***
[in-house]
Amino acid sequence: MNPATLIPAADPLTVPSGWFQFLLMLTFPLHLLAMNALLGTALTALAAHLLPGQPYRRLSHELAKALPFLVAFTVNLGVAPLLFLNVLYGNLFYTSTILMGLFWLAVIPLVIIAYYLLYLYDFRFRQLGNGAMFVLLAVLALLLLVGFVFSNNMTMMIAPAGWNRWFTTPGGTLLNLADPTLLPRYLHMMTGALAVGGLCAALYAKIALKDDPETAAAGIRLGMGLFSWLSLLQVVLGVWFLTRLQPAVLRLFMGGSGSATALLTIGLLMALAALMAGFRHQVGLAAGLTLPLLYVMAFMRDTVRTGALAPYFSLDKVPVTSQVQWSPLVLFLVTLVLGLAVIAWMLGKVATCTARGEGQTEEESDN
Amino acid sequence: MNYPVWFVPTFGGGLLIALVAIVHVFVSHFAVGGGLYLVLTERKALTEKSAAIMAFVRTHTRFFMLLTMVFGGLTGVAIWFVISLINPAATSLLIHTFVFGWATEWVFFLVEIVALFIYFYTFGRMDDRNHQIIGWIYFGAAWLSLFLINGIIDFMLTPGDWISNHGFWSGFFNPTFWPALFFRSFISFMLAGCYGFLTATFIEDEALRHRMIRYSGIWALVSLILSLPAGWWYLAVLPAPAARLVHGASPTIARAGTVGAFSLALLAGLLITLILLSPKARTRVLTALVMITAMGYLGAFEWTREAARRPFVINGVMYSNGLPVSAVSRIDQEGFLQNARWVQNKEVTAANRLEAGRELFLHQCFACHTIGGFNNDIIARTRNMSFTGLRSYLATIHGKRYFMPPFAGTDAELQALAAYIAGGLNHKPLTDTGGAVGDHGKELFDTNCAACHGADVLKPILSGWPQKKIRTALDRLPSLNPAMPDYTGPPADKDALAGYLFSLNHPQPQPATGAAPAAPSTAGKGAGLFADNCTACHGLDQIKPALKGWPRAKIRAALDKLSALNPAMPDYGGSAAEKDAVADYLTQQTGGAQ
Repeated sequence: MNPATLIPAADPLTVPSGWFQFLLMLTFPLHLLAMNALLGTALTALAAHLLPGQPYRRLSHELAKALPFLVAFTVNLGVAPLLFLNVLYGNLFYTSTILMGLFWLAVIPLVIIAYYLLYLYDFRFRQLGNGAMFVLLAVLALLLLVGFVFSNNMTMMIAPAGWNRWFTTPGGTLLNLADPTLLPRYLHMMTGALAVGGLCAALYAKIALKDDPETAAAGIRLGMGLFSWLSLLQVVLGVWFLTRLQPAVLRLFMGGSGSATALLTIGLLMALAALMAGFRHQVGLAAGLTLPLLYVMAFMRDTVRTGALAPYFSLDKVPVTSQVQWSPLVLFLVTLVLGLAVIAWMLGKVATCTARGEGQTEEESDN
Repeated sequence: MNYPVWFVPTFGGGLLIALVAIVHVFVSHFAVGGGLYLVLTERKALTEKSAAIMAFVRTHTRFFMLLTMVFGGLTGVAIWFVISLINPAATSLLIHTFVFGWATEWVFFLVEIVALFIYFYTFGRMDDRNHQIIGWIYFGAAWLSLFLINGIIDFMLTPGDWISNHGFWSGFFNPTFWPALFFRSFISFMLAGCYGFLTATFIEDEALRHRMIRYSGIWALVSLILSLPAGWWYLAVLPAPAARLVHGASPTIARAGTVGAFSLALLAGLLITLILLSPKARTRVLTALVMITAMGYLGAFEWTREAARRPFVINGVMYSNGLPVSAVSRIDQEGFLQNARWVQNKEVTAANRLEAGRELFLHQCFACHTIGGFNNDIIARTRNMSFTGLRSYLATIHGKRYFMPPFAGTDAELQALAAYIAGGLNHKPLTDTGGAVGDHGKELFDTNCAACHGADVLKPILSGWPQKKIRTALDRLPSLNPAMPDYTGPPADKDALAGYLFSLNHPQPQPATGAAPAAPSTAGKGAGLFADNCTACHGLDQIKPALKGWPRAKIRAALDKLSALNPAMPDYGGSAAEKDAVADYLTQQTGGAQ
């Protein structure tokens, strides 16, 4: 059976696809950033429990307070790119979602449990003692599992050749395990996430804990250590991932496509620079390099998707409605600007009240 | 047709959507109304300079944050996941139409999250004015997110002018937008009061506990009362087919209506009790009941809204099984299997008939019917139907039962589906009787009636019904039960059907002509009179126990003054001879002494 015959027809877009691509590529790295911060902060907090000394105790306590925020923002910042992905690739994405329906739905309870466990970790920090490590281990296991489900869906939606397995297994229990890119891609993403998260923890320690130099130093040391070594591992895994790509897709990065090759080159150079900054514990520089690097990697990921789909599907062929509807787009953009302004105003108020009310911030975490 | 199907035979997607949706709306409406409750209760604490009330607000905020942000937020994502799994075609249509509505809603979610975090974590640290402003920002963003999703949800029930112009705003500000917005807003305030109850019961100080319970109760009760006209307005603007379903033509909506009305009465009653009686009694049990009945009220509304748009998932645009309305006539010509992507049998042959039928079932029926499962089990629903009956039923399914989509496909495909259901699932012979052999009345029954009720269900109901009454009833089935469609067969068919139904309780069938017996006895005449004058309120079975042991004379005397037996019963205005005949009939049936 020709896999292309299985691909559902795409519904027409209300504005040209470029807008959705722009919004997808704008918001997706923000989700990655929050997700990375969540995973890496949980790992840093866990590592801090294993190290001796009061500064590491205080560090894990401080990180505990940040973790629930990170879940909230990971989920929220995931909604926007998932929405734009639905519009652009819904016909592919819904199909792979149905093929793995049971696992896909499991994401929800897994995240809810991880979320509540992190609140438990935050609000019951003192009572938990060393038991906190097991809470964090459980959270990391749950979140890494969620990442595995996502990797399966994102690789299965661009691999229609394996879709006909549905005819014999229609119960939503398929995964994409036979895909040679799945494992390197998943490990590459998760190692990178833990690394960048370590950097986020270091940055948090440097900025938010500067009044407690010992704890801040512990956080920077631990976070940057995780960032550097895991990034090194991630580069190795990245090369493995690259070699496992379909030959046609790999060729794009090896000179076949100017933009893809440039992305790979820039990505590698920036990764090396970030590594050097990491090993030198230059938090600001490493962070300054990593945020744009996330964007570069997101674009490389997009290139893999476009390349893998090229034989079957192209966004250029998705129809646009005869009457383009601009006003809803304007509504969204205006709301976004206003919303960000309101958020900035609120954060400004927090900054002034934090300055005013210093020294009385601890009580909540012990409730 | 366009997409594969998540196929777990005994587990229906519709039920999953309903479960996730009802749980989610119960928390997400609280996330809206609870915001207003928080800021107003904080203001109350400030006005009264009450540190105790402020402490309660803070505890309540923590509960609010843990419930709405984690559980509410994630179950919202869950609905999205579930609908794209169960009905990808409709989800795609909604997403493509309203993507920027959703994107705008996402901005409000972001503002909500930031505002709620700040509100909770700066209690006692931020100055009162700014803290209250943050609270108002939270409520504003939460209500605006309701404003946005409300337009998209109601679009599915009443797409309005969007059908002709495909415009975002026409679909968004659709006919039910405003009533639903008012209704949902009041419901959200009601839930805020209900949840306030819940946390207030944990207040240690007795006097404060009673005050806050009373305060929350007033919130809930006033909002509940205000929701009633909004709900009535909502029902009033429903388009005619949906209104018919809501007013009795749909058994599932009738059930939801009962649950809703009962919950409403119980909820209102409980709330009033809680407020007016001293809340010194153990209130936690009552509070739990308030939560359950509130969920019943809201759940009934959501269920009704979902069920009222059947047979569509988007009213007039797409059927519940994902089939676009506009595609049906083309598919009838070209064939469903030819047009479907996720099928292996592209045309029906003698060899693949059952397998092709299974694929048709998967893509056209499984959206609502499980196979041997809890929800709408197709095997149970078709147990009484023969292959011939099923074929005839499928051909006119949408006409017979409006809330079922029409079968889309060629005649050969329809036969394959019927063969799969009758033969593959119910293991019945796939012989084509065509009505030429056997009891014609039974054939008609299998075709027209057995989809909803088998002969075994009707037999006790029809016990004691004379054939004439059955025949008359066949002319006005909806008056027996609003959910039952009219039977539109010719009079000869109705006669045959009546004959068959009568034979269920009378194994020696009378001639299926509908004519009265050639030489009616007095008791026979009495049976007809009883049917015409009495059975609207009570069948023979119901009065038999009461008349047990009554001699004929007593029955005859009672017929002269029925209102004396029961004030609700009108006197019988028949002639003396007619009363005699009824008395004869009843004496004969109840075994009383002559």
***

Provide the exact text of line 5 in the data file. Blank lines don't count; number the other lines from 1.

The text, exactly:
Repeated sequence: MNYPVWFVPTFGGGLLIALVAIVHVFVSHFAVGGGLYLVLTERKALTEKSAAIMAFVRTHTRFFMLLTMVFGGLTGVAIWFVISLINPAATSLLIHTFVFGWATEWVFFLVEIVALFIYFYTFGRMDDRNHQIIGWIYFGAAWLSLFLINGIIDFMLTPGDWISNHGFWSGFFNPTFWPALFFRSFISFMLAGCYGFLTATFIEDEALRHRMIRYSGIWALVSLILSLPAGWWYLAVLPAPAARLVHGASPTIARAGTVGAFSLALLAGLLITLILLSPKARTRVLTALVMITAMGYLGAFEWTREAARRPFVINGVMYSNGLPVSAVSRIDQEGFLQNARWVQNKEVTAANRLEAGRELFLHQCFACHTIGGFNNDIIARTRNMSFTGLRSYLATIHGKRYFMPPFAGTDAELQALAAYIAGGLNHKPLTDTGGAVGDHGKELFDTNCAACHGADVLKPILSGWPQKKIRTALDRLPSLNPAMPDYTGPPADKDALAGYLFSLNHPQPQPATGAAPAAPSTAGKGAGLFADNCTACHGLDQIKPALKGWPRAKIRAALDKLSALNPAMPDYGGSAAEKDAVADYLTQQTGGAQ